Friday, August 10, 2007

Assessing Goalies: Goals Saved

It is a tough problem in sabermetrics and hockey to properly assess goaltenders statistically. This is because goaltending statistics are heavily influenced by the team in front of the goalie.

Nevertheless, the hockey outsider (Peter Albert) has tried to come up with a single number with which to rank a goalie's contribution to his team. He calls this method goals saved. The idea is to come up with a team independent measure of how many goals a particular goalie saved (when compared to an "average" goalie).

The idea is to find the extra number of saves a goalie makes when compared to "average" and multiply it by his workload on an "average" team (for the number of minutes he played in the NHL with his actual team).

In order to determine how many shots a goalie saves (when compared to an average goalie) we look to his saves percentage. Ideally, we would want to adjust for shot quality but since I have never seen this data tabulated before the 2002/03 season it eliminates most of the history of the NHL from this analysis. Nevertheless, clearly differing shot quality can lead to incorrect results with this method. The use of saves percentage limits this analysis to the 1951/52 season and more recent as this data does not exist further back in history than this (to the best of my knowledge).

In order to compare a goalie's saves percentage to the "average" level in a league, average must be calculated. For the purpose of this analysis we take average saves percentage to mean the saves percentage of the league (once the saves and shots faced by the goalie in question are subtracted out - this is significant because in the original six days one single goalie on a poor defensive team could face more than 20% of the leagues shots in a season). There is a potential problem with this definition of average, namely that it changes every year. For example, in an expansion year, it will suffer due to quality of opposition issues. If the league adds a couple of expansion teams that play bad goaltenders on bad teams with bad defences, these goalies will reduce the league averages. Due to the fact they are bad goalies, they will have lower saves percentages than the rest of the league. Due to the fact they are on bad teams with bad defences, they will face more shots against than the average team (thus having larger than average effect on the average saves percentage calculation) and the shots will be of higher quality (thus making their contribution look even worse since shot quality is not taken into account).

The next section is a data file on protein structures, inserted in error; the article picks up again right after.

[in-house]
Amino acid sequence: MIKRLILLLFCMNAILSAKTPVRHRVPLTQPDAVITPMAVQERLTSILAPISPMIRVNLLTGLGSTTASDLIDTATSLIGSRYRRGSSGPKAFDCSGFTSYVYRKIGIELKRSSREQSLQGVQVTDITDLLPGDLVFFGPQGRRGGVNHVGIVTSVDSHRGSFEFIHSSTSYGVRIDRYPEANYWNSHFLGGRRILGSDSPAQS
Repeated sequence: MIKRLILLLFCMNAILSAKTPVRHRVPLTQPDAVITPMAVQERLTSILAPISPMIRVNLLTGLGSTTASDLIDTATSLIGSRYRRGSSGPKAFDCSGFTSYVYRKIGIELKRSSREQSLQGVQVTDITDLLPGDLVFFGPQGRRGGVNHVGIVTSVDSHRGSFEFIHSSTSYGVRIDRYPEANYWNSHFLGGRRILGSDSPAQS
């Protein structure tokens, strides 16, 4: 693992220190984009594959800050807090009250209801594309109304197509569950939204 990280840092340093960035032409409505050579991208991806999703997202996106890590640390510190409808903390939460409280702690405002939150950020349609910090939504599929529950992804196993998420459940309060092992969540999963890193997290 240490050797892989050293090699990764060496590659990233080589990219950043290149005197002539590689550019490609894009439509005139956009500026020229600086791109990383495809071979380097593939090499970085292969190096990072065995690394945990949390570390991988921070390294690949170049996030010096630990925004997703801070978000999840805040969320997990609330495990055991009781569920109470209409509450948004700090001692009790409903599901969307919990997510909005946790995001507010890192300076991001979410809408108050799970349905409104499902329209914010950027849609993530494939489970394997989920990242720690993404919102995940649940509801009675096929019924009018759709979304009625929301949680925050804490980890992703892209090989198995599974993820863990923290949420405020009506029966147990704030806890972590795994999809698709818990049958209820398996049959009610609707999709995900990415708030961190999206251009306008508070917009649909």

Once we have the difference in saves percentage between our goalie and the "average" we need to look at a goalies workload. We know how many minutes a goalie played and we can calculate the average shots per minute in the NHL (thus we are not penalizing goalies for playing on teams that face very few shots or over-rewarding those who face lots of shots).

Now we merely multiply these two numbers to give us a team independent goals saved value for a particular goalie (relative to "average" as we defined it and assuming neutral shot quality).

This is a simplified analysis which gives us one number to compare goalies. Comparisons that stay within one year are likely far more valid then those stretching several years - because of the floating definition of average. The fact that shot quality is not taken into account is a problem (although this data only exists for a handful of years and is of questionable quality so that cannot be avoided). This also removes many second order effects that goalies can have that can make a big impact on a game. For example, goalies with better puck playing ability can reduce goals against by fielding dump-in attempts which are not shots on goal or goalies who allow many rebounds will face higher shot totals than those who tend to hold onto the initial shot. These effects could significantly impact rankings, but cannot be taken into account. Given the quality of goalie statistics kept in the NHL, an analysis like this is the best that can be done, however it is not any final ranking of goaltenders. I will write about the leaders in goals saved in some future posts.

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